Taveira, Tracey [faculty advisor, Department of Pharmacy]
diabetes, multidisciplinary, assistance, health care, medical insurance
This retrospective chart review is to evaluate the changes in personal health markers that serve as prognostic indicators in the progression of type 2 diabetes mellitus. Subjects in the Patient Assistance Liaison (PAL) Program at the Diabetes Resource Center (DRC) of the St. Joseph Health Services of Rhode Island Hospital for Specialty Care have no health insurance to pay for needed services and medications. It is desirable to know if the care they are receiving is equivalent to patients at the DRC that have prescription drug insurance from a third party provider.
Presently there are over 23.6 million Americans with diabetes, many of whom are underinsured or uninsured. Patient assistance programs have been proposed to be an effective model to improved outcomes in chronic diseases. However, little is known about their effectiveness in diabetes care. Diabetes is an independent cardiovascular risk factor accounting for myocardial infarction, blindness, kidney disease and nerve pain. Assessing electronic medical records of selected patients in the DRC database from baseline to twelve months later can show how effective the PAL program is.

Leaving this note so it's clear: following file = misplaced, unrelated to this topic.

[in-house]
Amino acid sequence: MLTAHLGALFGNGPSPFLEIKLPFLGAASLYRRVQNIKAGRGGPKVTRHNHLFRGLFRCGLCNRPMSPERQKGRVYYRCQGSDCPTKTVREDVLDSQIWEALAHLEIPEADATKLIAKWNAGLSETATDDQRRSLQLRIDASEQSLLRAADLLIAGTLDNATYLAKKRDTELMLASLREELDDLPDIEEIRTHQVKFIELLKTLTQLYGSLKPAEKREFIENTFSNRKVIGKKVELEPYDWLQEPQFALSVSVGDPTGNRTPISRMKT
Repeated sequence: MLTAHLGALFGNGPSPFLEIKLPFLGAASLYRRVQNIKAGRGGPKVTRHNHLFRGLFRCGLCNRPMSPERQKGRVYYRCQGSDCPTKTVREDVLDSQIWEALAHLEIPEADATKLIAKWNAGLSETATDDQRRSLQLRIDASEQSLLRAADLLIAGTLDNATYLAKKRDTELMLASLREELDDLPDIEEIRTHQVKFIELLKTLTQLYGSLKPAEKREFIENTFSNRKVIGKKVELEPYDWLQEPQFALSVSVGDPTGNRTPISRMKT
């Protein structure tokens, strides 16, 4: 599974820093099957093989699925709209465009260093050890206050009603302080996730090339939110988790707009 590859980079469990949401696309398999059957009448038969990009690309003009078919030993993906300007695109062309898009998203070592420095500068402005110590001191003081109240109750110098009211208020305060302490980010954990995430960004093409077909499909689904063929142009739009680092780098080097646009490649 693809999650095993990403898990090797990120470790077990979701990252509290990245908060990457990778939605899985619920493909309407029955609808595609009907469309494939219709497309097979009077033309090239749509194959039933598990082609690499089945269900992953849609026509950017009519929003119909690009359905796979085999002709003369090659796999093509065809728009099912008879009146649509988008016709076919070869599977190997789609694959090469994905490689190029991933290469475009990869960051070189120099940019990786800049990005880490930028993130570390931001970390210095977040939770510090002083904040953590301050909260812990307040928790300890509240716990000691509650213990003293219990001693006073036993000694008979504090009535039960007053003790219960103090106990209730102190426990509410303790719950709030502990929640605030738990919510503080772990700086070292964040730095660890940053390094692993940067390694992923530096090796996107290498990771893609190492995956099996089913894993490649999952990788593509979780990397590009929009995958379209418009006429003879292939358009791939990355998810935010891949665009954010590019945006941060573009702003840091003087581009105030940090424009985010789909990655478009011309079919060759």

The primary outcome of interest is the change in hemoglobin A1C (HbA1c). This value describes the average glucose level in a patient’s blood stream over the preceding three months. Secondary outcomes will be changes in blood pressure, serum lipids, and patient body mass index. A statistical analysis of the data will be performed between the data sets of PAL Program patients and insured patients to show significance. It is our hope that the data will serve as pilot data to determine if a prospective, randomized-control pilot study should be performed to evaluate the efficacy of patient assistance program strategies in reducing the overall cardiovascular risk of patients with type 2 diabetes.